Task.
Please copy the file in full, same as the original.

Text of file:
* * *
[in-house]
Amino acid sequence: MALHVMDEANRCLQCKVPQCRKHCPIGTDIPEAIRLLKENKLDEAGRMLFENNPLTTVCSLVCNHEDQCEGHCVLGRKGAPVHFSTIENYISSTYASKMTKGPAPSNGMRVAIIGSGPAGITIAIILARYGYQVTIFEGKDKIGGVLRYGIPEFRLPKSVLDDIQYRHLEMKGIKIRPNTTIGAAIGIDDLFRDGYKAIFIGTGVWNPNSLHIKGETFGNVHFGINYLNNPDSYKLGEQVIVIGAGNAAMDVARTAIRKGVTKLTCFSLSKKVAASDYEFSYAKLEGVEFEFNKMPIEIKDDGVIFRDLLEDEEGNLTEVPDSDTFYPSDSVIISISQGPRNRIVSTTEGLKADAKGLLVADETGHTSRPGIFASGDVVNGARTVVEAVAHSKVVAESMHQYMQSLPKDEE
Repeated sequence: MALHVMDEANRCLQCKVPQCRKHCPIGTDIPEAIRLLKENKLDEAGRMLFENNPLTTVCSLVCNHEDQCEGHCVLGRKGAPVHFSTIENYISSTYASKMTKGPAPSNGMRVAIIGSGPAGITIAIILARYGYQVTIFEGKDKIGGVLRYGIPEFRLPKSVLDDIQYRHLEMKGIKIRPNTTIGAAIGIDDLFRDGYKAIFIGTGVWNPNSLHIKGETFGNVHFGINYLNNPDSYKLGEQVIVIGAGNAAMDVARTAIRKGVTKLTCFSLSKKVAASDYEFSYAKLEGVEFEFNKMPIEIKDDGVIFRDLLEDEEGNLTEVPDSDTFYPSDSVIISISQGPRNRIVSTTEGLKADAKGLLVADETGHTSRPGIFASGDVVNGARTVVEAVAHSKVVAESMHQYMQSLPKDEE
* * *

[in-house]
Amino acid sequence: MALHVMDEANRCLQCKVPQCRKHCPIGTDIPEAIRLLKENKLDEAGRMLFENNPLTTVCSLVCNHEDQCEGHCVLGRKGAPVHFSTIENYISSTYASKMTKGPAPSNGMRVAIIGSGPAGITIAIILARYGYQVTIFEGKDKIGGVLRYGIPEFRLPKSVLDDIQYRHLEMKGIKIRPNTTIGAAIGIDDLFRDGYKAIFIGTGVWNPNSLHIKGETFGNVHFGINYLNNPDSYKLGEQVIVIGAGNAAMDVARTAIRKGVTKLTCFSLSKKVAASDYEFSYAKLEGVEFEFNKMPIEIKDDGVIFRDLLEDEEGNLTEVPDSDTFYPSDSVIISISQGPRNRIVSTTEGLKADAKGLLVADETGHTSRPGIFASGDVVNGARTVVEAVAHSKVVAESMHQYMQSLPKDEE
Repeated sequence: MALHVMDEANRCLQCKVPQCRKHCPIGTDIPEAIRLLKENKLDEAGRMLFENNPLTTVCSLVCNHEDQCEGHCVLGRKGAPVHFSTIENYISSTYASKMTKGPAPSNGMRVAIIGSGPAGITIAIILARYGYQVTIFEGKDKIGGVLRYGIPEFRLPKSVLDDIQYRHLEMKGIKIRPNTTIGAAIGIDDLFRDGYKAIFIGTGVWNPNSLHIKGETFGNVHFGINYLNNPDSYKLGEQVIVIGAGNAAMDVARTAIRKGVTKLTCFSLSKKVAASDYEFSYAKLEGVEFEFNKMPIEIKDDGVIFRDLLEDEEGNLTEVPDSDTFYPSDSVIISISQGPRNRIVSTTEGLKADAKGLLVADETGHTSRPGIFASGDVVNGARTVVEAVAHSKVVAESMHQYMQSLPKDEE